This chart give you an idea of the range of Ethernet protocols including their data rate, maximum segment length, and medium.
Ethernet has survived as an essential media technology because of its tremendous flexibility and its relative simplicity to implement and understand. Although other technologies have been touted as likely replacements, network managers have turned to Ethernet and its derivatives as effective solutions for a range of campus implementation requirements. To resolve Ethernet’s limitations, innovators (and standards bodies) have created progressively larger Ethernet pipes. Critics might dismiss Ethernet as a technology that cannot scale, but its underlying transmission scheme continues to be one of the principal means of transporting data for contemporary campus applications.
The most popular today is 10BaseT and 100BaseT… 10Mbps and 100Mbps respectively using UTP wiring.
Let’s take a look at how Ethernet works.
Let’s say in our example here that station A is going to send information to station D. Station A will listen through its NIC card to the network. If no other users are using the network, station A will go ahead and send its message out on to the network. Stations B and C and D will all receive the communication.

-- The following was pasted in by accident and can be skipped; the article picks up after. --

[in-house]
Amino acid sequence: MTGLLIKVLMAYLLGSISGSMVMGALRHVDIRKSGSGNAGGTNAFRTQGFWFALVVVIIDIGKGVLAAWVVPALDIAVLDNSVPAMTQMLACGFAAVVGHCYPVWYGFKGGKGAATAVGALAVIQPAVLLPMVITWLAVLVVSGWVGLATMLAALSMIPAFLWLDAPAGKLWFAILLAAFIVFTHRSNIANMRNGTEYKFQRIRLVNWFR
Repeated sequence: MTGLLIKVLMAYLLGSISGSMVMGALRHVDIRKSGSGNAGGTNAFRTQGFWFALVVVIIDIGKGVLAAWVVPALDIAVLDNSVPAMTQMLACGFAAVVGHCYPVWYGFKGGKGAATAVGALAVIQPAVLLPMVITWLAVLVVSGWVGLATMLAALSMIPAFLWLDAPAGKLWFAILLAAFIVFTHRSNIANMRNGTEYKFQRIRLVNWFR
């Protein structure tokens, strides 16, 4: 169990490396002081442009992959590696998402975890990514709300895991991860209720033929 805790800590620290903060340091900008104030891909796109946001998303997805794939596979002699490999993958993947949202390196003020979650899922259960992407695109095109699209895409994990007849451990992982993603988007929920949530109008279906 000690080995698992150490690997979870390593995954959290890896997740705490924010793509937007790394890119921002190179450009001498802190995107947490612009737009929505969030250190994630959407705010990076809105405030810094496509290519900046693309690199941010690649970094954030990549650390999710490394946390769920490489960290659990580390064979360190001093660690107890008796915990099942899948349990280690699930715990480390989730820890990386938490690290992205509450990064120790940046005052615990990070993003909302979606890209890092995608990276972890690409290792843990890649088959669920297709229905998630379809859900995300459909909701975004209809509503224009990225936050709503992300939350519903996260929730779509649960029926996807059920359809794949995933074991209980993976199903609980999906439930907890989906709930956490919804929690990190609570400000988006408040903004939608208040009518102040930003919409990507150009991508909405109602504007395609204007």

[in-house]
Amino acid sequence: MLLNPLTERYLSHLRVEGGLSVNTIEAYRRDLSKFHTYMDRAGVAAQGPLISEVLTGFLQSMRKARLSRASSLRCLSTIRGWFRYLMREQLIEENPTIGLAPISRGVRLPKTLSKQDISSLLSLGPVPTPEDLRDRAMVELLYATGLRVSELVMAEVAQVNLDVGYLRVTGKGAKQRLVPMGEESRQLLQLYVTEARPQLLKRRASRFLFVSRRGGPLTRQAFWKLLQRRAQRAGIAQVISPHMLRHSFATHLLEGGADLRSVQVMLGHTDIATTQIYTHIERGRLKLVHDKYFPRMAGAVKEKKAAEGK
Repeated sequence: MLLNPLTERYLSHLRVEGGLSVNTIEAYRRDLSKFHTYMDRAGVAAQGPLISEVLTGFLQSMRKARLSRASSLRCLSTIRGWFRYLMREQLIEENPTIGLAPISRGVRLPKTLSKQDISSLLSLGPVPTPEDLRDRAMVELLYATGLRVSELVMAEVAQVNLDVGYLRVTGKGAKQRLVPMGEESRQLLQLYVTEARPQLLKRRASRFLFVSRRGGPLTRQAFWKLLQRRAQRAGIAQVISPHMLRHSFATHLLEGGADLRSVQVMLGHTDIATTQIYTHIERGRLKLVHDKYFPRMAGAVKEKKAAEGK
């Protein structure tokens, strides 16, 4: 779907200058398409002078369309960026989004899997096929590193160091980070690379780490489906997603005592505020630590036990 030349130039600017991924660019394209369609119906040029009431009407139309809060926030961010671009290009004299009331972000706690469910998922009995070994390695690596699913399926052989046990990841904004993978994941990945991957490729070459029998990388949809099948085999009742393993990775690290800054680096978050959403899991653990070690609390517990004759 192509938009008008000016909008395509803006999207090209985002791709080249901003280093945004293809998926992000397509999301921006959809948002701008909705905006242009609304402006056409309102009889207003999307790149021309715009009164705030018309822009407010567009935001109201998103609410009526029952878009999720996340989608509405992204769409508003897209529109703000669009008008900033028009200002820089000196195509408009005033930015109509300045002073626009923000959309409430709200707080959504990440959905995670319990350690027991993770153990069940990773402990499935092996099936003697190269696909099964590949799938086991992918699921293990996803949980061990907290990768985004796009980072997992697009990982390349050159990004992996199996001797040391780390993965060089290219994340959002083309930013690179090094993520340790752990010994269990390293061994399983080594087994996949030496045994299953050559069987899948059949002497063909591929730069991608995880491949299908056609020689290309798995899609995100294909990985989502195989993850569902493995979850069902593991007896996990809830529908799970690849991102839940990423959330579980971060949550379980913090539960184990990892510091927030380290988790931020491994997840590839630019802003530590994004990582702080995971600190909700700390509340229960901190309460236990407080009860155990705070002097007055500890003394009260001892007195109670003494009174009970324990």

At the data link layer it will inspect the MAC address. Upon inspection station D will see that the MAC address matches its own and then will process the information up through the rest of the layers of the seven layer model.
As for stations B & C, they too will pull this packet up to their data link layers and inspect the MAC addresses. Upon inspection they will see that there is no match between the data link layer MAC address for which it is intended and their own MAC address and will proceed to dump the packet.
Broadcasting is a powerful tool that sends a single frame to many stations at the same time. Broadcasting uses a data link destination address of all 1s. In this example, station A transmits a frame with a destination address of all 1s, stations B, C, and D all receive and pass the frame to their respective upper layers for further processing.
When improperly used, however, broadcasting can seriously impact the performance of stations by interrupting them unnecessarily. For this reason, broadcasts should be used only when the MAC address of the destination is unknown or when the destination is all stations.